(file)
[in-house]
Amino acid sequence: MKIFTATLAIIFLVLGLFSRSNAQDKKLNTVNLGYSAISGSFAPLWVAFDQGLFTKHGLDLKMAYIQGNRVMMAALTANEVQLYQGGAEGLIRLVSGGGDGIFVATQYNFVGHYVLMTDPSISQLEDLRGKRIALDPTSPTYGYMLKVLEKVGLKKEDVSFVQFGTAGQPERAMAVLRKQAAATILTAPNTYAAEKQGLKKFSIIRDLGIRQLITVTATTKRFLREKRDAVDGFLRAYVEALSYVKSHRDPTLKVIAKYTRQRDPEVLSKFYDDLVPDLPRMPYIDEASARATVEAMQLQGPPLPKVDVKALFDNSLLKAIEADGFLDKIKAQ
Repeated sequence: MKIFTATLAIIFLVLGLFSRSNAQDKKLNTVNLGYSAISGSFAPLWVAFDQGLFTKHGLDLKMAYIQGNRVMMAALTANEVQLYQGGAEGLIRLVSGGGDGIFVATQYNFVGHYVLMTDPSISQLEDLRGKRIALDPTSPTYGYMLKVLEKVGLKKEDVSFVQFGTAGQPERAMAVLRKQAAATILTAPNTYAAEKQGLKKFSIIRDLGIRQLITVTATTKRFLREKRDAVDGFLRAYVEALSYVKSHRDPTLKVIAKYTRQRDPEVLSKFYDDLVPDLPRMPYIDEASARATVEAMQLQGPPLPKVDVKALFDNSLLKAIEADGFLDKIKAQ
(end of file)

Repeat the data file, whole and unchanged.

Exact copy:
[in-house]
Amino acid sequence: MKIFTATLAIIFLVLGLFSRSNAQDKKLNTVNLGYSAISGSFAPLWVAFDQGLFTKHGLDLKMAYIQGNRVMMAALTANEVQLYQGGAEGLIRLVSGGGDGIFVATQYNFVGHYVLMTDPSISQLEDLRGKRIALDPTSPTYGYMLKVLEKVGLKKEDVSFVQFGTAGQPERAMAVLRKQAAATILTAPNTYAAEKQGLKKFSIIRDLGIRQLITVTATTKRFLREKRDAVDGFLRAYVEALSYVKSHRDPTLKVIAKYTRQRDPEVLSKFYDDLVPDLPRMPYIDEASARATVEAMQLQGPPLPKVDVKALFDNSLLKAIEADGFLDKIKAQ
Repeated sequence: MKIFTATLAIIFLVLGLFSRSNAQDKKLNTVNLGYSAISGSFAPLWVAFDQGLFTKHGLDLKMAYIQGNRVMMAALTANEVQLYQGGAEGLIRLVSGGGDGIFVATQYNFVGHYVLMTDPSISQLEDLRGKRIALDPTSPTYGYMLKVLEKVGLKKEDVSFVQFGTAGQPERAMAVLRKQAAATILTAPNTYAAEKQGLKKFSIIRDLGIRQLITVTATTKRFLREKRDAVDGFLRAYVEALSYVKSHRDPTLKVIAKYTRQRDPEVLSKFYDDLVPDLPRMPYIDEASARATVEAMQLQGPPLPKVDVKALFDNSLLKAIEADGFLDKIKAQ